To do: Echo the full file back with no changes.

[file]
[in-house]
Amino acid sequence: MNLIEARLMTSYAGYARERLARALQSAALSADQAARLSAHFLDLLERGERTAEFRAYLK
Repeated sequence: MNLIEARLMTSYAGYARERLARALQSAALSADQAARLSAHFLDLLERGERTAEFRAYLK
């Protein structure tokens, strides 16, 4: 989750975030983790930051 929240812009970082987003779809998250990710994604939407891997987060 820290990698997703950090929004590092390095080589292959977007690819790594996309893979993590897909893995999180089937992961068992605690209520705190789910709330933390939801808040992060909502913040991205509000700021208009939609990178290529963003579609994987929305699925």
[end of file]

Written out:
[in-house]
Amino acid sequence: MNLIEARLMTSYAGYARERLARALQSAALSADQAARLSAHFLDLLERGERTAEFRAYLK
Repeated sequence: MNLIEARLMTSYAGYARERLARALQSAALSADQAARLSAHFLDLLERGERTAEFRAYLK
């Protein structure tokens, strides 16, 4: 989750975030983790930051 929240812009970082987003779809998250990710994604939407891997987060 820290990698997703950090929004590092390095080589292959977007690819790594996309893979993590897909893995999180089937992961068992605690209520705190789910709330933390939801808040992060909502913040991205509000700021208009939609990178290529963003579609994987929305699925």